The new chip is potentially hundreds of times faster than the average home WiFi unit. However, WiFi still benefits from being able to provide wireless coverage over a greater distance
This seems like a no brainer for the mobile marketing industry.
Add Skuair to the list of mobile bar code players.
Turn any image into a 2d bar code.
Wouldn't that be the best of all worlds for brands, mobile marketers and consumers? Wouldn't this be the ideal solution for Physical World Connection?
Now brands can turn their logos into scannable mobile bar codes. Consumers can turn images into physical world hyperlinks. When an image is scanned, the mobile phone directs the user to a specific website.
Revenue opportunities for this application are enormous.
Daem Interactive is proud to announce Skuair, a second-generation 2d code.
It's a next generation 2d Code which can contain any logo or image.
It can contain any logo or personalized image. Unlike 2Dcodes, individual tags are easy to remember because they are images, not secretive machine only readable bar-codes.
Skuair is a client-server solution that merges the best qualities of 2d barcodes and image recognition technologies. Research in the fields of augmented reality and low-res image recognition combine in a fast, scalable and easy to use solution.
User generated image tags will be launched later this year.
Skuair has been developed by Daem Interactive
The big question.....can they turn a 1d bar code image into a 2d code? If so, they turn the mobile marketing and search engine world upside down.
Friday, February 15, 2008
What if a brand could determine who, what, when and where a coupon was used?
How powerful would that be?
I met with a well-known Florida business executive today. He just sold his business to a major corporation and is looking to tap into the mobile marketing industry. The discussion turned to text messaging and it's potential. Because he works with the largest national brands, he bounced some ideas off of me on how to get traction with the mobile phone.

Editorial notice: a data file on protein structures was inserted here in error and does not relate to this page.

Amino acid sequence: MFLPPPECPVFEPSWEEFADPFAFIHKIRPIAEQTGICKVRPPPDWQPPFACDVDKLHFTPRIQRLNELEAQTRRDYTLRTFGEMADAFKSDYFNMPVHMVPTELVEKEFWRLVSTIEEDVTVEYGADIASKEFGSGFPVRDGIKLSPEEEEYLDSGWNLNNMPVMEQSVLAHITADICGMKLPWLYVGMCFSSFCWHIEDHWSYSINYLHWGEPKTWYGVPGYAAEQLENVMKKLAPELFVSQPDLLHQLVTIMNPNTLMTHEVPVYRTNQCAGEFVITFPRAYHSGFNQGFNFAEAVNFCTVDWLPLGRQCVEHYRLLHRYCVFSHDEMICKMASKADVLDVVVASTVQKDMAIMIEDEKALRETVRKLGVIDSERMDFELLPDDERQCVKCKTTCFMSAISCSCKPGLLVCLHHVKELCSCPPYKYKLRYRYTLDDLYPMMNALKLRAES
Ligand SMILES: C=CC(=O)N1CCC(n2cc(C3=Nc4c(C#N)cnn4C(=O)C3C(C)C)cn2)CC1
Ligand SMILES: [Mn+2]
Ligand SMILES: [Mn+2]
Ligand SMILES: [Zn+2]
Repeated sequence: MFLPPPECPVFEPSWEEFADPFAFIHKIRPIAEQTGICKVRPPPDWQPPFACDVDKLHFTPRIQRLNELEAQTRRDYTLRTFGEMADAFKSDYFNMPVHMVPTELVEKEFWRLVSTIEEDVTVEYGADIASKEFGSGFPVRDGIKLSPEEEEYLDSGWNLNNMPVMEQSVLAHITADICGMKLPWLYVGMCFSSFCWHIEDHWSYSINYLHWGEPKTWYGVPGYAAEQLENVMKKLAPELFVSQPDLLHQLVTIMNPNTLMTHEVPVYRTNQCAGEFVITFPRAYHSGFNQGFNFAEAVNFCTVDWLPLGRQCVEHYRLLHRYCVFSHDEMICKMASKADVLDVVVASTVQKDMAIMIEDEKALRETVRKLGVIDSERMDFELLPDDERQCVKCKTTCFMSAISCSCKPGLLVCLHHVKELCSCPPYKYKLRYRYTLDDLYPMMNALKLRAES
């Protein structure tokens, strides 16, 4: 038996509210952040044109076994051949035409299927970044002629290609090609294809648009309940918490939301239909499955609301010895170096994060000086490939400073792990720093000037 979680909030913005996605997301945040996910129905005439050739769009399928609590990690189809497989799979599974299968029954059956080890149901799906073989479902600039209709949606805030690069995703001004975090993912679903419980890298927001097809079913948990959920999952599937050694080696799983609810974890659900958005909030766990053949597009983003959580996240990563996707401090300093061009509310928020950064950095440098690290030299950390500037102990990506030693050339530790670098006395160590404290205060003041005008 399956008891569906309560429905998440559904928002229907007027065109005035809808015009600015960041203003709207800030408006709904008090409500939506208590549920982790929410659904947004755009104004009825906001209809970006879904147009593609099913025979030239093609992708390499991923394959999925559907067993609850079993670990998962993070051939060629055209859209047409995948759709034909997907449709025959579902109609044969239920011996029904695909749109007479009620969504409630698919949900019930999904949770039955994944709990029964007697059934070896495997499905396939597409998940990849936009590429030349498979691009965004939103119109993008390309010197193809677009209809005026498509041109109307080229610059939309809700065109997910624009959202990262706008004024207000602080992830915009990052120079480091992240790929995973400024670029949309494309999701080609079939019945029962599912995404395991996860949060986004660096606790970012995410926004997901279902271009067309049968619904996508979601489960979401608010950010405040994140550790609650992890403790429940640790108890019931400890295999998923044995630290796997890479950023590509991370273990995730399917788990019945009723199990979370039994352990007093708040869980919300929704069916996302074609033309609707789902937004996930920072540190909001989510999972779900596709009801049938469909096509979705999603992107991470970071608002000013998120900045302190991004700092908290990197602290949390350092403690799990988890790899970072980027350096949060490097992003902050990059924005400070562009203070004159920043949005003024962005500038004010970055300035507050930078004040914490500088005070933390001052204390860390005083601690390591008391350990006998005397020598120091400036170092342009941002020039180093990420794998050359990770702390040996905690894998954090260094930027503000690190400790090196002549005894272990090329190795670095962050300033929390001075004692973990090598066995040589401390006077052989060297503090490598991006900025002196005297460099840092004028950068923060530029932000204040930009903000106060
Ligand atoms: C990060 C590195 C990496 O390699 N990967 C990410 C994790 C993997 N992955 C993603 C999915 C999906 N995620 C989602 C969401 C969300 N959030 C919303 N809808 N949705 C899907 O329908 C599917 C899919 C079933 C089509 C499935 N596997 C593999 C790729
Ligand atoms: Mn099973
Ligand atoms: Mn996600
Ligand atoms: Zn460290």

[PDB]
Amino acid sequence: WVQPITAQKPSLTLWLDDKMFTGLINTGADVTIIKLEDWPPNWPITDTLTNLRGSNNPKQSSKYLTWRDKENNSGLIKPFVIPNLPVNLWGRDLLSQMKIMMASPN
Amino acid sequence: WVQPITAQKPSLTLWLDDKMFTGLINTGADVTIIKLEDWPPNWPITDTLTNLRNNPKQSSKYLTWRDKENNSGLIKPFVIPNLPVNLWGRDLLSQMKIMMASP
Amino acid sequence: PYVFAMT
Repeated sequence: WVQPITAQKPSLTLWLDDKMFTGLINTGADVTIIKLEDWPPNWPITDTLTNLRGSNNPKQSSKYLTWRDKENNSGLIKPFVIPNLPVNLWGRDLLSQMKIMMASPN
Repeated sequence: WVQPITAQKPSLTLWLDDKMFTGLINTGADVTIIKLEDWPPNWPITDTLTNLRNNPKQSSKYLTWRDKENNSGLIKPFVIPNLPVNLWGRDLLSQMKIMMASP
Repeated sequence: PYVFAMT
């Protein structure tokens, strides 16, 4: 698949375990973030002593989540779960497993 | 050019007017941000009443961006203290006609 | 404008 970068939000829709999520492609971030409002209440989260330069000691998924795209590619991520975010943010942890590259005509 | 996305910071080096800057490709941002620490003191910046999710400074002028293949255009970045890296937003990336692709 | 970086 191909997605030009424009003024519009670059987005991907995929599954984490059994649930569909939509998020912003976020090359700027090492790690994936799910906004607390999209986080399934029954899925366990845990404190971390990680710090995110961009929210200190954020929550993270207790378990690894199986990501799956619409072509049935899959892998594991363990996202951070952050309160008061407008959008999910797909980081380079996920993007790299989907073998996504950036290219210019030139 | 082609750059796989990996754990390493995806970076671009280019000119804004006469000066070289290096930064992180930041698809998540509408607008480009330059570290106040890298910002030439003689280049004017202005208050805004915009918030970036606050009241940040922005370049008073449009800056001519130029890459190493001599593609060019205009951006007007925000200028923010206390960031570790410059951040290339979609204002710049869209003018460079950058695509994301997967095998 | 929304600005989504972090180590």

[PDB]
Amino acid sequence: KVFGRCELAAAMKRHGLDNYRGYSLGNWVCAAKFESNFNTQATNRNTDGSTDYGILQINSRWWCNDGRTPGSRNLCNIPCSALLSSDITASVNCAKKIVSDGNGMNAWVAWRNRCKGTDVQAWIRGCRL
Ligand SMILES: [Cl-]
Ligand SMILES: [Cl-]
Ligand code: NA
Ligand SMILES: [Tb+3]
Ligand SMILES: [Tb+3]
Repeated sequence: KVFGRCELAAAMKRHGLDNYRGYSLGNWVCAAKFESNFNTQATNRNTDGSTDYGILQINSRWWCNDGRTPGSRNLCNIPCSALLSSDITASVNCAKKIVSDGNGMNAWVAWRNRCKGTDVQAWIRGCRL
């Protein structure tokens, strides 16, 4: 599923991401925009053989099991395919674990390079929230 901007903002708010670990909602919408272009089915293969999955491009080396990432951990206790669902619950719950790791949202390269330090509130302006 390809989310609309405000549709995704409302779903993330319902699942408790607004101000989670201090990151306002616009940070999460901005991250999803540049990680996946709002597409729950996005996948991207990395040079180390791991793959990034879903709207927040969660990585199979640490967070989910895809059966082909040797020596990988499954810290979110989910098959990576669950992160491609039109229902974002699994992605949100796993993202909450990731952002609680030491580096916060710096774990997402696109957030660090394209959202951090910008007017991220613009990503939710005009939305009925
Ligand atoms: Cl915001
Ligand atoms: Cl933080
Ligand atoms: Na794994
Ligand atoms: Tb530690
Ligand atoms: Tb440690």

He is being courted by one of the top mobile marketing companies and asked for my opinion.
There are lots of great opportunities with text messaging and how a brand can interact with a consumer, but what does the brand ultimately want?....a sale from the ad.
What ties a text message to a direct sale? And how can you measure that?
Text messaging is a great method to interact with consumer (after permission is granted), but how do you get them into the retail store to buy?
For more info send a text to ###### with keyword ******* to receive $1 off on widget XYZ. What comes next?
How does a brand determine how effective this SMS ad was?
What is the metric brands will use to determine how effective a mobile marketing campaign is?
The mobile barcode offers the perfect metric for mobile marketing because it ties a specific ad to a specific phone, time and location. When a consumer receives a mobile barocde after a text is sent, the brand will know who, what, when and where the code was scanned.
Imagine the power if brands could identify the home address, or phone number, of every regular coupon that is scanned today. That power is coming soon to mobile marketing with mobile barcodes.
I envision mobile marketing companies incorporating Physical World Connection (mobile bar codes) soon to add value to their campaigns AND to determine how effective they are too.
Wednesday, February 13, 2008
Mobile marketing companies and physical world connection players have been trying to tap into the huge audience at FaceBook.
Can you envision how quickly FaceBook generates revenues and builds a database for mobile marketing campaigns with this?
Packaged goods giant Mars will become the first advertiser to sell actual products on Facebook, a move aimed at building the commercial credentials of the social network.
Called Celebrate, the service will launch on Valentine's Day and enable users to buy actual Mars gifts which can be redeemed at participating stores through the use of a scanable, unique mobile voucher ID.